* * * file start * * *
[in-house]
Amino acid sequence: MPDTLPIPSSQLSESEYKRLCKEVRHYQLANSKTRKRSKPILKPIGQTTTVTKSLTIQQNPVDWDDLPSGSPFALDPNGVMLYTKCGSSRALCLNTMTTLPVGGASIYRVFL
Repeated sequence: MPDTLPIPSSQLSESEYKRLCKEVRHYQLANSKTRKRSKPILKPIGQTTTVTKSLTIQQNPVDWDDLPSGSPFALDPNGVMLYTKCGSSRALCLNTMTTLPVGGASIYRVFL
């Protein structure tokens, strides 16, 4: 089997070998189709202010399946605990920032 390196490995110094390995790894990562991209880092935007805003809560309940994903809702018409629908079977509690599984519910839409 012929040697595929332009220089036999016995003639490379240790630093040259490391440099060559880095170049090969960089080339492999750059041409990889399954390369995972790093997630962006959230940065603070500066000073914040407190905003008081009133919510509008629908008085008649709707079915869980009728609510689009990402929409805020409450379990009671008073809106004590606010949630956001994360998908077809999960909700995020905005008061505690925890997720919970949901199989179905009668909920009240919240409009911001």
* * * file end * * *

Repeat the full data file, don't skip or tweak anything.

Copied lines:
[in-house]
Amino acid sequence: MPDTLPIPSSQLSESEYKRLCKEVRHYQLANSKTRKRSKPILKPIGQTTTVTKSLTIQQNPVDWDDLPSGSPFALDPNGVMLYTKCGSSRALCLNTMTTLPVGGASIYRVFL
Repeated sequence: MPDTLPIPSSQLSESEYKRLCKEVRHYQLANSKTRKRSKPILKPIGQTTTVTKSLTIQQNPVDWDDLPSGSPFALDPNGVMLYTKCGSSRALCLNTMTTLPVGGASIYRVFL
């Protein structure tokens, strides 16, 4: 089997070998189709202010399946605990920032 390196490995110094390995790894990562991209880092935007805003809560309940994903809702018409629908079977509690599984519910839409 012929040697595929332009220089036999016995003639490379240790630093040259490391440099060559880095170049090969960089080339492999750059041409990889399954390369995972790093997630962006959230940065603070500066000073914040407190905003008081009133919510509008629908008085008649709707079915869980009728609510689009990402929409805020409450379990009671008073809106004590606010949630956001994360998908077809999960909700995020905005008061505690925890997720919970949901199989179905009668909920009240919240409009911001």